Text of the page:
Climate Anxiety: How to Swim not Sink
So, there’s this thing being increasingly tossed around in the news, social media, and political spheres. Scientists are repeatedly telling us it’s a big deal. Climate change. It’s ubiquitous, it’s impending, and it’s going to negatively change things for ourselves, our children, and our grandchildren. Day to day life on this planet as we know it will change dramatically over this coming century. Are the hairs on the back of your neck pricking yet? Are your palms sweating? Is your heart racing? Or do you just feel cold and dead inside, as if you’ve suddenly been kissed by a dementor? Maybe. Maybe not. However, if you’re anything like myself or the hundreds of thousands of young people around the country, you will have struggled with your mental health. Currently, many of us here at university live with anxiety, depression, and a cocktail of other nasty mental health issues. The world can feel really dark at times, and the weight on our generation to try and reverse the devastating effects of climate change can be absolutely overwhelming. For some of us, mental health issues can be brought on, or worsened by the overwhelming inaction on climate change. It’s heavy, and it’s a real thing. It’s called ‘climate anxiety.’
These feelings can create a sense of helplessness and it can often feel like we’re fighting alone. While we all make up a collective and have power in numbers, it often doesn’t feel like it. And the global issue of climate change, as we know, waits for no one. It’s not going away any time soon. Hearing about it seems to be making people numb; making people turn off, tune out, look the other way, and run in the other direction. In all honesty, fair enough. Being faced with our own vulnerabilities and mortalities is challenging and scary. It’s not our fault either. Biologically, we are hardwired to react to immediate threats – the way our ancestors would have done in prehistoric times. While climate change is a very real and tangible threat, hot on our tails - and I would argue that yes, it is happening in front of our very eyes – this change is in many ways a ‘gradual’ one. It is gradual in the sense that when factors change in our environment, such as melting ice caps and the occurrence of extreme weather patterns, our psychological response is not the same as an immediate threat, such as a car, a wombat, a tree, or a Trump hurtling towards us suddenly out of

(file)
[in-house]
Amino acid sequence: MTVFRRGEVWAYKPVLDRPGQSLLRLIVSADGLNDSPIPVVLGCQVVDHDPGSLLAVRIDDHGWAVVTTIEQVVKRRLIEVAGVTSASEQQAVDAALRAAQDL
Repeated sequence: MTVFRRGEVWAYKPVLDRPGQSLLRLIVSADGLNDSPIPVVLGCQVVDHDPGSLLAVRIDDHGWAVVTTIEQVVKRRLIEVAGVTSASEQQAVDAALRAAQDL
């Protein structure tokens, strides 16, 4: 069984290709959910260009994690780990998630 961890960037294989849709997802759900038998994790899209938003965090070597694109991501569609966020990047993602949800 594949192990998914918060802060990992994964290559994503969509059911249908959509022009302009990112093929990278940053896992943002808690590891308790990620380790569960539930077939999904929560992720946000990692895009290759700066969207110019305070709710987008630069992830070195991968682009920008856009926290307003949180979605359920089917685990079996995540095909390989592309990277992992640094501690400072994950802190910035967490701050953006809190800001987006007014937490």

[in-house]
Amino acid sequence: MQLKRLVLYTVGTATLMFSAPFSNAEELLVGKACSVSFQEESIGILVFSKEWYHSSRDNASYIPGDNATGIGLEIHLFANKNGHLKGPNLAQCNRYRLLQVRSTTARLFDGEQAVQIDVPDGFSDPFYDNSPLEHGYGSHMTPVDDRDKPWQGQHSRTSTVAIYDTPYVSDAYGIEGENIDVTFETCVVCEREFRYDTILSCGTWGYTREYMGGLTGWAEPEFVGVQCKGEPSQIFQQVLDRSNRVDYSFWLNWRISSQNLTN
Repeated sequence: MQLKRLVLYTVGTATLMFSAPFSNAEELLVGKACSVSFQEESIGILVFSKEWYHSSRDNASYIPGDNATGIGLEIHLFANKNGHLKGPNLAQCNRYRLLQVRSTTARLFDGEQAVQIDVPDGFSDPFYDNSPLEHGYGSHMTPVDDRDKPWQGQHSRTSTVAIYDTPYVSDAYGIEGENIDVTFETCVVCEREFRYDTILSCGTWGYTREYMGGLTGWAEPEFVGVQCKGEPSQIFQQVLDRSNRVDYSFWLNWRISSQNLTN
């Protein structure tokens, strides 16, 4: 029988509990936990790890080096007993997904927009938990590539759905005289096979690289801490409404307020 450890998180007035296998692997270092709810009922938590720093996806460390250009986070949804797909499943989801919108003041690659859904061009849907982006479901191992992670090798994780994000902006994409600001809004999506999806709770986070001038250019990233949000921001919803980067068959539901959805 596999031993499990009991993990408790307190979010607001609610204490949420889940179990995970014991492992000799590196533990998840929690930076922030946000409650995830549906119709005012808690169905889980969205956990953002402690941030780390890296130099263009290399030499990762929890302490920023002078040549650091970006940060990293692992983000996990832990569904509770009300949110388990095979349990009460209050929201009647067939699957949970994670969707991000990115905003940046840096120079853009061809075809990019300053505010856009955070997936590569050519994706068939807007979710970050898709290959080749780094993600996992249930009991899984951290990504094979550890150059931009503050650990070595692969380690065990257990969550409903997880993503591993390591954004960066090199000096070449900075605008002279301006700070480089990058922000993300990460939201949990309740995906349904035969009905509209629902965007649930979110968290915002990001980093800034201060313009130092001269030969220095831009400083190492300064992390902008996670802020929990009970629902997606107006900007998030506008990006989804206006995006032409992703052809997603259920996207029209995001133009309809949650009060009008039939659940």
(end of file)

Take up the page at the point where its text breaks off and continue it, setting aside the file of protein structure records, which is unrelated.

nowhere. Our bodies and brains are built to react to immediate threats, but we have never had to deal with a threat like climate change before. Philosophically, we are also not entirely at fault. It is the human condition to be fearful of change, of the future, of the unknown. This fear can manifest as anxiety, as depression, or alternatively as passivity, distraction and apathy (both feigned and genuine disregard). The biggest causers of environmental damage are typically those who are the wealthiest, have the most power, and have the most to lose if they act in support of climate change, and transition to more sustainable practices. Stay #woke everyone. Do your research and protect yourselves mentally, especially when it’s getting overwhelming. It is depressing stuff. No wonder so many of us choose not to think about it or distract ourselves. Or on the flip side, some of us worry or obsess about it, perhaps even lying awake in dread, disgust, fear or pain. Some of us are literally experiencing disturbance and dissonance from witnessing the effects of climate change, and are feeling completely helpless to reverse the climate crises emergency that we are facing.